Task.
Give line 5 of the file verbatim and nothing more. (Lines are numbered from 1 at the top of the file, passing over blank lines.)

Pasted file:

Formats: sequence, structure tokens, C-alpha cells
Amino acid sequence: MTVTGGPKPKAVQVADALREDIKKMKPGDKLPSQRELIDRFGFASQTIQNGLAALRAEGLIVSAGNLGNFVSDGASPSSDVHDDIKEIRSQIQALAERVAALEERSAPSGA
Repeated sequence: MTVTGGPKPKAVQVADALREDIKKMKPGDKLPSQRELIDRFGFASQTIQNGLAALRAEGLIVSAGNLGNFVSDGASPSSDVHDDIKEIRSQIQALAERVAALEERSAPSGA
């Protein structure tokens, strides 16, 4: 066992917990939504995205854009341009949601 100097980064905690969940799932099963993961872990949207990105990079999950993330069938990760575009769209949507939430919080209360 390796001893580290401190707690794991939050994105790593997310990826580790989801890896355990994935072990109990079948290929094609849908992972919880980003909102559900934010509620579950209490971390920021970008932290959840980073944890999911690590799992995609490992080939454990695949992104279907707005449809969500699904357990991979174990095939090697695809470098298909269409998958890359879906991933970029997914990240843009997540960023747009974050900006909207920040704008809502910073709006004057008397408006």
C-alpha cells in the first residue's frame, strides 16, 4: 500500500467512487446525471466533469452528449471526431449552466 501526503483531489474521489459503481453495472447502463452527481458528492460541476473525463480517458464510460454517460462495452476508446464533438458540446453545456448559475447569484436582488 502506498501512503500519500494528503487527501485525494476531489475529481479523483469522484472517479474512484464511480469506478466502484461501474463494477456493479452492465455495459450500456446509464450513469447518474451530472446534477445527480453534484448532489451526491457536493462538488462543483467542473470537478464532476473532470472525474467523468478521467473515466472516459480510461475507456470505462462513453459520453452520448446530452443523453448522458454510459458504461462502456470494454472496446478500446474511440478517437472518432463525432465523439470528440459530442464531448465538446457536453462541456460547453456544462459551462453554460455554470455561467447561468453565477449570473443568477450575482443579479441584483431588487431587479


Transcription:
C-alpha cells in the first residue's frame, strides 16, 4: 500500500467512487446525471466533469452528449471526431449552466 501526503483531489474521489459503481453495472447502463452527481458528492460541476473525463480517458464510460454517460462495452476508446464533438458540446453545456448559475447569484436582488 502506498501512503500519500494528503487527501485525494476531489475529481479523483469522484472517479474512484464511480469506478466502484461501474463494477456493479452492465455495459450500456446509464450513469447518474451530472446534477445527480453534484448532489451526491457536493462538488462543483467542473470537478464532476473532470472525474467523468478521467473515466472516459480510461475507456470505462462513453459520453452520448446530452443523453448522458454510459458504461462502456470494454472496446478500446474511440478517437472518432463525432465523439470528440459530442464531448465538446457536453462541456460547453456544462459551462453554460455554470455561467447561468453565477449570473443568477450575482443579479441584483431588487431587479